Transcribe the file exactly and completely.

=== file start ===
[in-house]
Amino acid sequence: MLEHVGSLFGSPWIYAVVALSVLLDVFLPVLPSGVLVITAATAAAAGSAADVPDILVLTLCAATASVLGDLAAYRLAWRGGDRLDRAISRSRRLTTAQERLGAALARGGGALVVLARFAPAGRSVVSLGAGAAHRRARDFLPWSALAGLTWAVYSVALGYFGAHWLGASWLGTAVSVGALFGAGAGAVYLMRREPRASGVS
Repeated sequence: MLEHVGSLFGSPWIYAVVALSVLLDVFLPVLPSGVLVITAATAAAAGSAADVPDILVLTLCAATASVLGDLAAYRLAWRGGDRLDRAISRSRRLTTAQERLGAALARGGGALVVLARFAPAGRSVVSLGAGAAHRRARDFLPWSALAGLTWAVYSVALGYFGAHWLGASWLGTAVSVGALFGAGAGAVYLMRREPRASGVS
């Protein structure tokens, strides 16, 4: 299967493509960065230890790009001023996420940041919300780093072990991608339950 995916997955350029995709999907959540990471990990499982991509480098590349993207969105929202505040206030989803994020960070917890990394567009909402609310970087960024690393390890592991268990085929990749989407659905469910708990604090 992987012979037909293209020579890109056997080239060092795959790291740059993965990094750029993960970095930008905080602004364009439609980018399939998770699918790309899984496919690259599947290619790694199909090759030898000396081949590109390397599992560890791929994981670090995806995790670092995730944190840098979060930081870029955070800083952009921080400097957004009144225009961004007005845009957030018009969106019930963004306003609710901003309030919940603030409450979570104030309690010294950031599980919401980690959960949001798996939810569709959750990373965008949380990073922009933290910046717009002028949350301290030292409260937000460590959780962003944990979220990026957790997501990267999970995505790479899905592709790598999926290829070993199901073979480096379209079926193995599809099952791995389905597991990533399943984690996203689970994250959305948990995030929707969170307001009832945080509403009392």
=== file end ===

[in-house]
Amino acid sequence: MLEHVGSLFGSPWIYAVVALSVLLDVFLPVLPSGVLVITAATAAAAGSAADVPDILVLTLCAATASVLGDLAAYRLAWRGGDRLDRAISRSRRLTTAQERLGAALARGGGALVVLARFAPAGRSVVSLGAGAAHRRARDFLPWSALAGLTWAVYSVALGYFGAHWLGASWLGTAVSVGALFGAGAGAVYLMRREPRASGVS
Repeated sequence: MLEHVGSLFGSPWIYAVVALSVLLDVFLPVLPSGVLVITAATAAAAGSAADVPDILVLTLCAATASVLGDLAAYRLAWRGGDRLDRAISRSRRLTTAQERLGAALARGGGALVVLARFAPAGRSVVSLGAGAAHRRARDFLPWSALAGLTWAVYSVALGYFGAHWLGASWLGTAVSVGALFGAGAGAVYLMRREPRASGVS
């Protein structure tokens, strides 16, 4: 299967493509960065230890790009001023996420940041919300780093072990991608339950 995916997955350029995709999907959540990471990990499982991509480098590349993207969105929202505040206030989803994020960070917890990394567009909402609310970087960024690393390890592991268990085929990749989407659905469910708990604090 992987012979037909293209020579890109056997080239060092795959790291740059993965990094750029993960970095930008905080602004364009439609980018399939998770699918790309899984496919690259599947290619790694199909090759030898000396081949590109390397599992560890791929994981670090995806995790670092995730944190840098979060930081870029955070800083952009921080400097957004009144225009961004007005845009957030018009969106019930963004306003609710901003309030919940603030409450979570104030309690010294950031599980919401980690959960949001798996939810569709959750990373965008949380990073922009933290910046717009002028949350301290030292409260937000460590959780962003944990979220990026957790997501990267999970995505790479899905592709790598999926290829070993199901073979480096379209079926193995599809099952791995389905597991990533399943984690996203689970994250959305948990995030929707969170307001009832945080509403009392």